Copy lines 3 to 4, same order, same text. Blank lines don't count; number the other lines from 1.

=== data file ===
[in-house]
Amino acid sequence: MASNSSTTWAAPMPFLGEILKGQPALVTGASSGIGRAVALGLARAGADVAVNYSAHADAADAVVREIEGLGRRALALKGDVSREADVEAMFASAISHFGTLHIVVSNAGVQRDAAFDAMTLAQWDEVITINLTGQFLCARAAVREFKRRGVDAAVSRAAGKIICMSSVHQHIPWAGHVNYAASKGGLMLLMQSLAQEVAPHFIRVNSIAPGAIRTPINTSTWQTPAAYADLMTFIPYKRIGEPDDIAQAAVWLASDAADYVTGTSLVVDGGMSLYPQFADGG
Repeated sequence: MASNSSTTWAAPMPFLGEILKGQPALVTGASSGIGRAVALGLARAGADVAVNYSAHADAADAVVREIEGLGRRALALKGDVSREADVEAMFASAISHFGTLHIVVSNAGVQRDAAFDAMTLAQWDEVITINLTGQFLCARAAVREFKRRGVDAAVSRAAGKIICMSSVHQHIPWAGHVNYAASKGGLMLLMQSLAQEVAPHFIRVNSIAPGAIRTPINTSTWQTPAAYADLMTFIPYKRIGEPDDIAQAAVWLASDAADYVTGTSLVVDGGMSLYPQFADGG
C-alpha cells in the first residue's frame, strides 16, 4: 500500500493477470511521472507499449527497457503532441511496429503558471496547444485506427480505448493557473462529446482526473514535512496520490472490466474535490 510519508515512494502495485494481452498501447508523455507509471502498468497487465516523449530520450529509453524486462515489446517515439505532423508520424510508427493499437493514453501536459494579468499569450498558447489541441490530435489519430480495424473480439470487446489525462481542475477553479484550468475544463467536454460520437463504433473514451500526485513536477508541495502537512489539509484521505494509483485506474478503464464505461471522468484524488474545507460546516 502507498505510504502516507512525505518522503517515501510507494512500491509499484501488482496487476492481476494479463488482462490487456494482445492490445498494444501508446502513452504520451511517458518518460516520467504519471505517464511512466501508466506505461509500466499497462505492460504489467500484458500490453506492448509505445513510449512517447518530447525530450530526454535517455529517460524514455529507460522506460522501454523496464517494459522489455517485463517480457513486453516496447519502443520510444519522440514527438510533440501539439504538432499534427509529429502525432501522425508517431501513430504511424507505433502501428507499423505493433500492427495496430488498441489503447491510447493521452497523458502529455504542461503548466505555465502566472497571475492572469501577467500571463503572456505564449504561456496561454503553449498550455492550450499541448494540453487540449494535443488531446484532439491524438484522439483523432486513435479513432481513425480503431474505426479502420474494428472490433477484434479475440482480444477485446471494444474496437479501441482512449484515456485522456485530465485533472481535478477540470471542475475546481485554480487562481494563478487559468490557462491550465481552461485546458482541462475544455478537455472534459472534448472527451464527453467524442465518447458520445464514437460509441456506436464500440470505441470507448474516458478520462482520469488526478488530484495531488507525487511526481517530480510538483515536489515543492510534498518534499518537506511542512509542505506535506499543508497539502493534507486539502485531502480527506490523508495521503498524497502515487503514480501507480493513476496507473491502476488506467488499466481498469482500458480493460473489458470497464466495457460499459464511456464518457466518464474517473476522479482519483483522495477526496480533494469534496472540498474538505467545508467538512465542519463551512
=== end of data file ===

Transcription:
Repeated sequence: MASNSSTTWAAPMPFLGEILKGQPALVTGASSGIGRAVALGLARAGADVAVNYSAHADAADAVVREIEGLGRRALALKGDVSREADVEAMFASAISHFGTLHIVVSNAGVQRDAAFDAMTLAQWDEVITINLTGQFLCARAAVREFKRRGVDAAVSRAAGKIICMSSVHQHIPWAGHVNYAASKGGLMLLMQSLAQEVAPHFIRVNSIAPGAIRTPINTSTWQTPAAYADLMTFIPYKRIGEPDDIAQAAVWLASDAADYVTGTSLVVDGGMSLYPQFADGG
C-alpha cells in the first residue's frame, strides 16, 4: 500500500493477470511521472507499449527497457503532441511496429503558471496547444485506427480505448493557473462529446482526473514535512496520490472490466474535490 510519508515512494502495485494481452498501447508523455507509471502498468497487465516523449530520450529509453524486462515489446517515439505532423508520424510508427493499437493514453501536459494579468499569450498558447489541441490530435489519430480495424473480439470487446489525462481542475477553479484550468475544463467536454460520437463504433473514451500526485513536477508541495502537512489539509484521505494509483485506474478503464464505461471522468484524488474545507460546516 502507498505510504502516507512525505518522503517515501510507494512500491509499484501488482496487476492481476494479463488482462490487456494482445492490445498494444501508446502513452504520451511517458518518460516520467504519471505517464511512466501508466506505461509500466499497462505492460504489467500484458500490453506492448509505445513510449512517447518530447525530450530526454535517455529517460524514455529507460522506460522501454523496464517494459522489455517485463517480457513486453516496447519502443520510444519522440514527438510533440501539439504538432499534427509529429502525432501522425508517431501513430504511424507505433502501428507499423505493433500492427495496430488498441489503447491510447493521452497523458502529455504542461503548466505555465502566472497571475492572469501577467500571463503572456505564449504561456496561454503553449498550455492550450499541448494540453487540449494535443488531446484532439491524438484522439483523432486513435479513432481513425480503431474505426479502420474494428472490433477484434479475440482480444477485446471494444474496437479501441482512449484515456485522456485530465485533472481535478477540470471542475475546481485554480487562481494563478487559468490557462491550465481552461485546458482541462475544455478537455472534459472534448472527451464527453467524442465518447458520445464514437460509441456506436464500440470505441470507448474516458478520462482520469488526478488530484495531488507525487511526481517530480510538483515536489515543492510534498518534499518537506511542512509542505506535506499543508497539502493534507486539502485531502480527506490523508495521503498524497502515487503514480501507480493513476496507473491502476488506467488499466481498469482500458480493460473489458470497464466495457460499459464511456464518457466518464474517473476522479482519483483522495477526496480533494469534496472540498474538505467545508467538512465542519463551512